Let all clergy embrace such possibilities, risks and costs. Otherwise, we are in the wrong “profession.” Just ask Maximilian Kolbe.

Mathew Swora is lead pastor of Zion Mennonite Church in Hubbard, Ore. He blogs at, where this post first appeared.

Non-dualistic thinking and apocalyptic theology

By on Aug 14, 2018 in The World Together | 0 comments

Many progressive Christians talk a lot about a spirituality that prizes non-dualistic thinking. This emphasis on non-dualistic thinking comes from contemplative Christian traditions that have been in conversation with Eastern spiritualities.

Confession time. I struggle with the non-dualistic take on Christianity.

Some of my issues are logical. For example, here’s a joke I made up.

There are two kinds of thinking in the world: Dualistic thinking and Non-dualistic thinking.

(Do you get it? Any mention of “non-dualistic” thinking creates a dualism.)

I also find the talk of the “true self” versus the “false self” in non-dualistic circles to be, well, sort of dualistic.

To be clear, these are superficial critiques, and the best of the contemplative tradition is not so easily criticized. But pop-contemplative theology is often superficial and dualistic in just these ways.

That said, my deepest reservation about non-dualistic theology is that it clashes with the apocalyptic theology of the New Testament.

As scholars will tell you, both Jesus and Paul where apocalyptic thinkers. And an apocalyptic worldview is rooted in dualisms, the “apocalyptic antinomies”: Christ/Adam, Old Creation/New Creation, Light/Dark, Old Age/Age to Come, Death/Life, Christ/Anti-Christ, Spirit/Flesh, Grace/Law.

More, the apocalyptic worldview is rooted in a vision of struggle and warfare between these dualisms, the Christus Victor themes of God liberating us from the dark, enslaving forces of Sin, Death and the Devil.

All that to say, I struggle with non-dualistic theology because my theology has been so shaped by the apocalyptic imagination of the New Testament. I work really hard to see the world the way Jesus saw the world, and Jesus parsed the world with apocalyptic dualisms. Jesus saw himself as casting out Satan, the prince of this world. Jesus preached a message of repentance, not contemplation. Jesus threatened and warned. His vision of the kingdom of God was framed by two apocalyptic destinations, a festive wedding banquet versus the outer darkness where there is weeping and gnashing of teeth. Broad is the way, Jesus taught in the Sermon on the Mount, that leads to destruction.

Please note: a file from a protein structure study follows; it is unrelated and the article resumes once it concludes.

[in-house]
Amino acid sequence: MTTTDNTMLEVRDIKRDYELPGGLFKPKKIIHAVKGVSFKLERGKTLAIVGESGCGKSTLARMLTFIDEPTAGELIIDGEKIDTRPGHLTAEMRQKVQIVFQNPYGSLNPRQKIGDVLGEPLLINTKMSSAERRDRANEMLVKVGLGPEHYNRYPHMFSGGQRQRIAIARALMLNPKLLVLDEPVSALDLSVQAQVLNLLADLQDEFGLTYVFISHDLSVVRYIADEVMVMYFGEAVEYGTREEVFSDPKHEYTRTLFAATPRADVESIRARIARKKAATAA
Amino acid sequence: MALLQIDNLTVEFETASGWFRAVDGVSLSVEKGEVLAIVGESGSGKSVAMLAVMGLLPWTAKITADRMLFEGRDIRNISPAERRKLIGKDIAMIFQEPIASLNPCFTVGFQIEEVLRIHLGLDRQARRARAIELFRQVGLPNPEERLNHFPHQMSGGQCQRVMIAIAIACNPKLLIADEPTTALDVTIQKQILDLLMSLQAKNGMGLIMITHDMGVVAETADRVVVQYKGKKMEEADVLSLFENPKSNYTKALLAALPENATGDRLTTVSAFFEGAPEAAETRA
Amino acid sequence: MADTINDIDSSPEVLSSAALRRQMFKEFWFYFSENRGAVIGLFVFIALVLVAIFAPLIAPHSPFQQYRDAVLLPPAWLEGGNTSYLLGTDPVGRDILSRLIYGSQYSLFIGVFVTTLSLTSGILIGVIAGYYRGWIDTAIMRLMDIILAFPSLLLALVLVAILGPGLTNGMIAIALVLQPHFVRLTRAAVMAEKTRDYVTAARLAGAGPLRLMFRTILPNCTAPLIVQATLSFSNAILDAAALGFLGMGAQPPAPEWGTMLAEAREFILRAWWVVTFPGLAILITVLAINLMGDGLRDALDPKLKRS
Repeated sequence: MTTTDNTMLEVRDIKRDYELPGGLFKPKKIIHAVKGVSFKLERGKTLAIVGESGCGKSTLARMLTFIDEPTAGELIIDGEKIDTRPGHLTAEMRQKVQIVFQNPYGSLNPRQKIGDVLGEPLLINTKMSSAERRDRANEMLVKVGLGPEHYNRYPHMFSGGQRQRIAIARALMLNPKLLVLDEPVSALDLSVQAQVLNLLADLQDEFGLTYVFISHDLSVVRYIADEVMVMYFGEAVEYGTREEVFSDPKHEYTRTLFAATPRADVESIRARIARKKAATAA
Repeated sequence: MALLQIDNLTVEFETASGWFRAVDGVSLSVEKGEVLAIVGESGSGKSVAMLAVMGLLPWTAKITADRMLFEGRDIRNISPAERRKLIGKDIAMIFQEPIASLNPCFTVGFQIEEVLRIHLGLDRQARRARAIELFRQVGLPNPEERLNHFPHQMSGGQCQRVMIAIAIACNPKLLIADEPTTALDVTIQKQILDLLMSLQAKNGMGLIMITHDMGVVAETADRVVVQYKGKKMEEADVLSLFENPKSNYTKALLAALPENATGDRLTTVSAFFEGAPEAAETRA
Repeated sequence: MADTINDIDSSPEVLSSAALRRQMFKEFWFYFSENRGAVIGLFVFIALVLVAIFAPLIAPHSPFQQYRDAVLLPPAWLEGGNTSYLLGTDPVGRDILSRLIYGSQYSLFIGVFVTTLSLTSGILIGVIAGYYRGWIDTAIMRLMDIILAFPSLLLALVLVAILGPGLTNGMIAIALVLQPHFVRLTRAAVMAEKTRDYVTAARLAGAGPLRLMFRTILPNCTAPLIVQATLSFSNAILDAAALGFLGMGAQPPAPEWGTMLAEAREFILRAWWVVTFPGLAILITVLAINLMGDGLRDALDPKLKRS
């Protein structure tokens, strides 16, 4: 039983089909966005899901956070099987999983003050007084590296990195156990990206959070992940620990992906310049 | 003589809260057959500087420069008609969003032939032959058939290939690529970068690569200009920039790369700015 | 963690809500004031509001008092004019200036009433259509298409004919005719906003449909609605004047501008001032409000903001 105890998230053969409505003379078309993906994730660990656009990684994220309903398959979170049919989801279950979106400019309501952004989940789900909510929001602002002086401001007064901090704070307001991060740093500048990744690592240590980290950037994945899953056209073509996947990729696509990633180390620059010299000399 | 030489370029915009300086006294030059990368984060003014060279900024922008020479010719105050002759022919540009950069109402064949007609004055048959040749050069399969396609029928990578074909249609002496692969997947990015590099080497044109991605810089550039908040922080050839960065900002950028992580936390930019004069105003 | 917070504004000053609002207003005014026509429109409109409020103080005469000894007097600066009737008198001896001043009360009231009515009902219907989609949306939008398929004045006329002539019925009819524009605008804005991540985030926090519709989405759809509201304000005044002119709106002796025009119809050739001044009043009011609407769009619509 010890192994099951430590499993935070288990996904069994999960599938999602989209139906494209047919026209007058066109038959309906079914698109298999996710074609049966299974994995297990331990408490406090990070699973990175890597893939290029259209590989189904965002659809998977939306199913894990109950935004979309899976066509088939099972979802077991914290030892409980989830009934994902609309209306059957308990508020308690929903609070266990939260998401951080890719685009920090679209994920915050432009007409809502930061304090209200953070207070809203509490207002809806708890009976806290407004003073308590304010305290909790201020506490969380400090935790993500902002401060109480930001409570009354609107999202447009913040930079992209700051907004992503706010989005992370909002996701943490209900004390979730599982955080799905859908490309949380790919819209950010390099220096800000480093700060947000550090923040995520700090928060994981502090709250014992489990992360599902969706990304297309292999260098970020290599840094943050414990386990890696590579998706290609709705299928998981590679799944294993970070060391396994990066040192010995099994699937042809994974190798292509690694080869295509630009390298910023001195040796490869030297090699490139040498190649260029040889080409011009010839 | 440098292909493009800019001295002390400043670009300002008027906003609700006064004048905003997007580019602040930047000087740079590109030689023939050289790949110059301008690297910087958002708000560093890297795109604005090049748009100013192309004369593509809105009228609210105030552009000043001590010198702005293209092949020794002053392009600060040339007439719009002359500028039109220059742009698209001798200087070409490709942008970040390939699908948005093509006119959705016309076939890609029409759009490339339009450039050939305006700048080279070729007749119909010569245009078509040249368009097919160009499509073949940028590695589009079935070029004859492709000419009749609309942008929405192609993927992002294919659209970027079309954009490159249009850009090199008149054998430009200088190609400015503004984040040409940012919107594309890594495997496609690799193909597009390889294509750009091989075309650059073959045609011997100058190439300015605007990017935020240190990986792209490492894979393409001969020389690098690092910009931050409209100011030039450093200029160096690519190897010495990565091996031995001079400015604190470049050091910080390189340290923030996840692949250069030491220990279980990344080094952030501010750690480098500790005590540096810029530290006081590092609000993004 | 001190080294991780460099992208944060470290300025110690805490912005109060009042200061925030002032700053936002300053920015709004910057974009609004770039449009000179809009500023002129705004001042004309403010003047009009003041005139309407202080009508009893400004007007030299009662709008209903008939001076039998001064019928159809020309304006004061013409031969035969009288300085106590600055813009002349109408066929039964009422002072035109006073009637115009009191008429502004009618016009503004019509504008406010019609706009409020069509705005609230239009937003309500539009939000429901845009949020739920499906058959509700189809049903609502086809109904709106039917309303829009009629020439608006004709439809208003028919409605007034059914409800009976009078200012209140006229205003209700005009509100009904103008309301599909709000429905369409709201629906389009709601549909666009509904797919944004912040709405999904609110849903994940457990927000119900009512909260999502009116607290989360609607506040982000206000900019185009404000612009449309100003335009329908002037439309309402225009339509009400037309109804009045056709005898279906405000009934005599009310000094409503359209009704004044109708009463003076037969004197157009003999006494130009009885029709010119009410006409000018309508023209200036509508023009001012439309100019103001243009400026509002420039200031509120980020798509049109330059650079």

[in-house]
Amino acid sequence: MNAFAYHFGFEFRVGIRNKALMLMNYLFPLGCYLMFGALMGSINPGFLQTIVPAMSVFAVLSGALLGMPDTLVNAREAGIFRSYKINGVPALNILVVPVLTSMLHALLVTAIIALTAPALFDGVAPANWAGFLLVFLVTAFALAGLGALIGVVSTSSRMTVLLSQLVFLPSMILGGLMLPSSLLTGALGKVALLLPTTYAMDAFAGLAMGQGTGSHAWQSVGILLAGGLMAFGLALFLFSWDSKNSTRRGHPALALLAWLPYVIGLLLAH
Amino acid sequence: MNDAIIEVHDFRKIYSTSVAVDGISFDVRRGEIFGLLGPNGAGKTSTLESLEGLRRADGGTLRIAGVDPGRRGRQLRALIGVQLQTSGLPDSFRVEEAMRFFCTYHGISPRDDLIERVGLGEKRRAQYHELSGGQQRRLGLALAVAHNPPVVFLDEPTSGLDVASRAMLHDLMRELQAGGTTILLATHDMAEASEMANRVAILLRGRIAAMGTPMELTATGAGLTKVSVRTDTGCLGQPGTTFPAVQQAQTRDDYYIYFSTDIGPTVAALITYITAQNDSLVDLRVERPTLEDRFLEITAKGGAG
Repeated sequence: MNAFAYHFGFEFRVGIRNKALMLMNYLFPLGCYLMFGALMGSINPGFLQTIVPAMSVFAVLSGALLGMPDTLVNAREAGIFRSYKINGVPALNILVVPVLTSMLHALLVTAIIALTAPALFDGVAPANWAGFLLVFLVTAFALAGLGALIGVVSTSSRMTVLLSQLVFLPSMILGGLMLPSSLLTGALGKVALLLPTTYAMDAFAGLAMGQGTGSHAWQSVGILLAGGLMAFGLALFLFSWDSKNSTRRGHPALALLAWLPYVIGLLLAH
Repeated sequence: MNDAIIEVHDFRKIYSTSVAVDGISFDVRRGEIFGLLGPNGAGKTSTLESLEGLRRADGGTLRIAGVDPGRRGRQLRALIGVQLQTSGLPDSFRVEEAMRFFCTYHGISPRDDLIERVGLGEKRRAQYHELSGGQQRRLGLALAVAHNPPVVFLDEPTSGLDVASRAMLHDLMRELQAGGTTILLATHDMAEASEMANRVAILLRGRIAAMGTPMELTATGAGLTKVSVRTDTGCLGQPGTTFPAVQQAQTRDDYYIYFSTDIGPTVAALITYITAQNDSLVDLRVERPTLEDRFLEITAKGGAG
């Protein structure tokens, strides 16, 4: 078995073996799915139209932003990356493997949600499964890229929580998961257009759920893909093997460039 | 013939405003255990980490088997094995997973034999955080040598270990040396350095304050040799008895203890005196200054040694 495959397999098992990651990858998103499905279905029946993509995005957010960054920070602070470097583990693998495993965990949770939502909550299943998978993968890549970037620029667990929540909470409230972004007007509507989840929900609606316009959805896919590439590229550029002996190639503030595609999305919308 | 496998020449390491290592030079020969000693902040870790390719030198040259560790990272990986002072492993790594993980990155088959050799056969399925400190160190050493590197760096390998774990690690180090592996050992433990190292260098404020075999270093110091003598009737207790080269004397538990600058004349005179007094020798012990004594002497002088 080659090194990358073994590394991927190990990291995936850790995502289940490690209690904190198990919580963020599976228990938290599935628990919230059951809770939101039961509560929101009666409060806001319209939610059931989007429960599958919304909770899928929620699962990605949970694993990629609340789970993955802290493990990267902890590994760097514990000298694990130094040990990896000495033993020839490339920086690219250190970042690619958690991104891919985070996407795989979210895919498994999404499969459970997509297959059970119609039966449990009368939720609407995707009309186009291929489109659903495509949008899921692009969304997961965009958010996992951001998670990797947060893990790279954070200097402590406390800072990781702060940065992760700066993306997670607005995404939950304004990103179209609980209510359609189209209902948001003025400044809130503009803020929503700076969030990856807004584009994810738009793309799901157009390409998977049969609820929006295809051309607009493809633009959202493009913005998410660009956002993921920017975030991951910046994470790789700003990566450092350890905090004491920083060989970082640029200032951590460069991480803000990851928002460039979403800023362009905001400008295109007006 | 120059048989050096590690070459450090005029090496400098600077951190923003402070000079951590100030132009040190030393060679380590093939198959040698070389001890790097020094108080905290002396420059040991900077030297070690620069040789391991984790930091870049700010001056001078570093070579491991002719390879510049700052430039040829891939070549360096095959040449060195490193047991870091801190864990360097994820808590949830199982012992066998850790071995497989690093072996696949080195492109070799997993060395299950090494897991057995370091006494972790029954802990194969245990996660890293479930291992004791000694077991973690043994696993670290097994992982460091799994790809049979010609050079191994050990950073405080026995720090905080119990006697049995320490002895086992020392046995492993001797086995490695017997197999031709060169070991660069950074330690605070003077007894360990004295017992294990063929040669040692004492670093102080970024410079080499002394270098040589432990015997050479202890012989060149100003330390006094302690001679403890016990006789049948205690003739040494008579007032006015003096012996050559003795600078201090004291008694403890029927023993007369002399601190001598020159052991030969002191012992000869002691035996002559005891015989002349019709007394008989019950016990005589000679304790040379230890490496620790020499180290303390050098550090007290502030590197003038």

This is, by the way, why I’ve become so taken with the work of Flannery O’Connor. As a progressive Christian I’m always tempted to turn Jesus into a non-dualistic contemplative guru of tolerance. Flannery O’Connor helps keep the apocalyptic Jesus of the gospels ever in front of me — the disturbing, strange, unsettling Jesus. The stinking, bleeding, mad shadow of Jesus.

In short, I suspect that a lot of Christians espousing non-dualistic thinking would have a hard time enjoying a conversation with Jesus. To say nothing of Paul, the prophets or John the Baptist.

Richard Beck is professor and department chair of psychology at Abilene Christian University. He blogs at Experimental Theology, where this post originally appeared.

Dark side to Amish religious freedom?

By and on Aug 13, 2018 in Featured, Latest Issue, News | 2 comments

Though the U.S. Supreme Court’s Wisconsin v. Yoder decision has traditionally been hailed as a religious freedom victory for the Amish, some Amish people want to challenge the 1972 ruling. That’s one thing the founders of the Amish Heritage Foundation, a new organization with a goal “to reclaim our Amish narrative,” will discuss at their first conference.